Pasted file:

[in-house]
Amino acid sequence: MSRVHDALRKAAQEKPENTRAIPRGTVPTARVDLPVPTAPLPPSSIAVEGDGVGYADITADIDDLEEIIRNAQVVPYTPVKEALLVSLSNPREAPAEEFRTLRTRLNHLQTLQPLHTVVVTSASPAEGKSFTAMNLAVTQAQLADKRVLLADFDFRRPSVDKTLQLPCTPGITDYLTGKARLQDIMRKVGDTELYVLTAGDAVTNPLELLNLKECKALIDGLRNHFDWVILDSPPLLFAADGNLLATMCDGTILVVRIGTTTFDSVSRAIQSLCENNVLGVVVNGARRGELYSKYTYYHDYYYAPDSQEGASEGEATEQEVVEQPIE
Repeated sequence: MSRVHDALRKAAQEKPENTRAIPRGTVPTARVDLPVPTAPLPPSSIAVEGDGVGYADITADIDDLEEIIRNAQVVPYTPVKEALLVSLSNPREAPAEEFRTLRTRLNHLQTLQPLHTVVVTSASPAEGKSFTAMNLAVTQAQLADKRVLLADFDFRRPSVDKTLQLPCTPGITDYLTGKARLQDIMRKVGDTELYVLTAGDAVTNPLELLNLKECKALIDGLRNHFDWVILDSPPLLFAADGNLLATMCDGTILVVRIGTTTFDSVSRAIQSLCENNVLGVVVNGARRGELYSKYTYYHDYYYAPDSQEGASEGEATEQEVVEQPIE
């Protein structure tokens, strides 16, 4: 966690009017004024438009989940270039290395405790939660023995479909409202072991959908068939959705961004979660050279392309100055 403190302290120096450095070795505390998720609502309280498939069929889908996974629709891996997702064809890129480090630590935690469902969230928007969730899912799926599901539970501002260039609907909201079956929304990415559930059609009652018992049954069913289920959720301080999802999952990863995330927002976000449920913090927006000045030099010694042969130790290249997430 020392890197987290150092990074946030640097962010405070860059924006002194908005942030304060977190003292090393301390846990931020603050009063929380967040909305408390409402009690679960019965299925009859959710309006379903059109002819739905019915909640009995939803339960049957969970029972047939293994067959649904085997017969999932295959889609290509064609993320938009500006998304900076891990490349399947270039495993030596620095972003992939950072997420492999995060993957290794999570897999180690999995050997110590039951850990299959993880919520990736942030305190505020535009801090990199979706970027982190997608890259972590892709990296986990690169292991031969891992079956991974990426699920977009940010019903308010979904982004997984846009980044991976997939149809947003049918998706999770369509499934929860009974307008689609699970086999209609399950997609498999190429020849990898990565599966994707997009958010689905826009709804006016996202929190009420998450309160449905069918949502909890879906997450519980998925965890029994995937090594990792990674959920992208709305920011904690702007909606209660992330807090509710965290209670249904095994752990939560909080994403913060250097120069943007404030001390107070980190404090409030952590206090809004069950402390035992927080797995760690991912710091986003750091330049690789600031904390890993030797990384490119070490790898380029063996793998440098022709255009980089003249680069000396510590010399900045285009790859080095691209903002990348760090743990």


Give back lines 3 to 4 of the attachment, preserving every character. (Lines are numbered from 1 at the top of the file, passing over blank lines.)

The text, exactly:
Repeated sequence: MSRVHDALRKAAQEKPENTRAIPRGTVPTARVDLPVPTAPLPPSSIAVEGDGVGYADITADIDDLEEIIRNAQVVPYTPVKEALLVSLSNPREAPAEEFRTLRTRLNHLQTLQPLHTVVVTSASPAEGKSFTAMNLAVTQAQLADKRVLLADFDFRRPSVDKTLQLPCTPGITDYLTGKARLQDIMRKVGDTELYVLTAGDAVTNPLELLNLKECKALIDGLRNHFDWVILDSPPLLFAADGNLLATMCDGTILVVRIGTTTFDSVSRAIQSLCENNVLGVVVNGARRGELYSKYTYYHDYYYAPDSQEGASEGEATEQEVVEQPIE
């Protein structure tokens, strides 16, 4: 966690009017004024438009989940270039290395405790939660023995479909409202072991959908068939959705961004979660050279392309100055 403190302290120096450095070795505390998720609502309280498939069929889908996974629709891996997702064809890129480090630590935690469902969230928007969730899912799926599901539970501002260039609907909201079956929304990415559930059609009652018992049954069913289920959720301080999802999952990863995330927002976000449920913090927006000045030099010694042969130790290249997430 020392890197987290150092990074946030640097962010405070860059924006002194908005942030304060977190003292090393301390846990931020603050009063929380967040909305408390409402009690679960019965299925009859959710309006379903059109002819739905019915909640009995939803339960049957969970029972047939293994067959649904085997017969999932295959889609290509064609993320938009500006998304900076891990490349399947270039495993030596620095972003992939950072997420492999995060993957290794999570897999180690999995050997110590039951850990299959993880919520990736942030305190505020535009801090990199979706970027982190997608890259972590892709990296986990690169292991031969891992079956991974990426699920977009940010019903308010979904982004997984846009980044991976997939149809947003049918998706999770369509499934929860009974307008689609699970086999209609399950997609498999190429020849990898990565599966994707997009958010689905826009709804006016996202929190009420998450309160449905069918949502909890879906997450519980998925965890029994995937090594990792990674959920992208709305920011904690702007909606209660992330807090509710965290209670249904095994752990939560909080994403913060250097120069943007404030001390107070980190404090409030952590206090809004069950402390035992927080797995760690991912710091986003750091330049690789600031904390890993030797990384490119070490790898380029063996793998440098022709255009980089003249680069000396510590010399900045285009790859080095691209903002990348760090743990």